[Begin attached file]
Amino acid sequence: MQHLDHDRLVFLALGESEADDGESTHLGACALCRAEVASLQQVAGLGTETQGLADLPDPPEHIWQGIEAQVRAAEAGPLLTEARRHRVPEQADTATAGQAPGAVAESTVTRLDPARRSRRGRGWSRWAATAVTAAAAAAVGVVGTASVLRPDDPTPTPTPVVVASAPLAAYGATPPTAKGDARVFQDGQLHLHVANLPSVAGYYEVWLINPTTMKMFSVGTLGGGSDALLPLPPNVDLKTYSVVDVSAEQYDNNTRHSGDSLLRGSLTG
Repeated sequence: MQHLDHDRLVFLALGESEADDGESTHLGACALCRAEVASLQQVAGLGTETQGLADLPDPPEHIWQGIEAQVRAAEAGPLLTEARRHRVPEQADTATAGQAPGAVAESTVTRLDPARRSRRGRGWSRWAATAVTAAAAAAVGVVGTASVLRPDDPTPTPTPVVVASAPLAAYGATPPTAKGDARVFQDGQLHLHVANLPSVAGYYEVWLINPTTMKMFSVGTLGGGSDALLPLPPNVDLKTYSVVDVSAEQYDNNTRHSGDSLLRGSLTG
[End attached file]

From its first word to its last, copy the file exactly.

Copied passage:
Amino acid sequence: MQHLDHDRLVFLALGESEADDGESTHLGACALCRAEVASLQQVAGLGTETQGLADLPDPPEHIWQGIEAQVRAAEAGPLLTEARRHRVPEQADTATAGQAPGAVAESTVTRLDPARRSRRGRGWSRWAATAVTAAAAAAVGVVGTASVLRPDDPTPTPTPVVVASAPLAAYGATPPTAKGDARVFQDGQLHLHVANLPSVAGYYEVWLINPTTMKMFSVGTLGGGSDALLPLPPNVDLKTYSVVDVSAEQYDNNTRHSGDSLLRGSLTG
Repeated sequence: MQHLDHDRLVFLALGESEADDGESTHLGACALCRAEVASLQQVAGLGTETQGLADLPDPPEHIWQGIEAQVRAAEAGPLLTEARRHRVPEQADTATAGQAPGAVAESTVTRLDPARRSRRGRGWSRWAATAVTAAAAAAVGVVGTASVLRPDDPTPTPTPVVVASAPLAAYGATPPTAKGDARVFQDGQLHLHVANLPSVAGYYEVWLINPTTMKMFSVGTLGGGSDALLPLPPNVDLKTYSVVDVSAEQYDNNTRHSGDSLLRGSLTG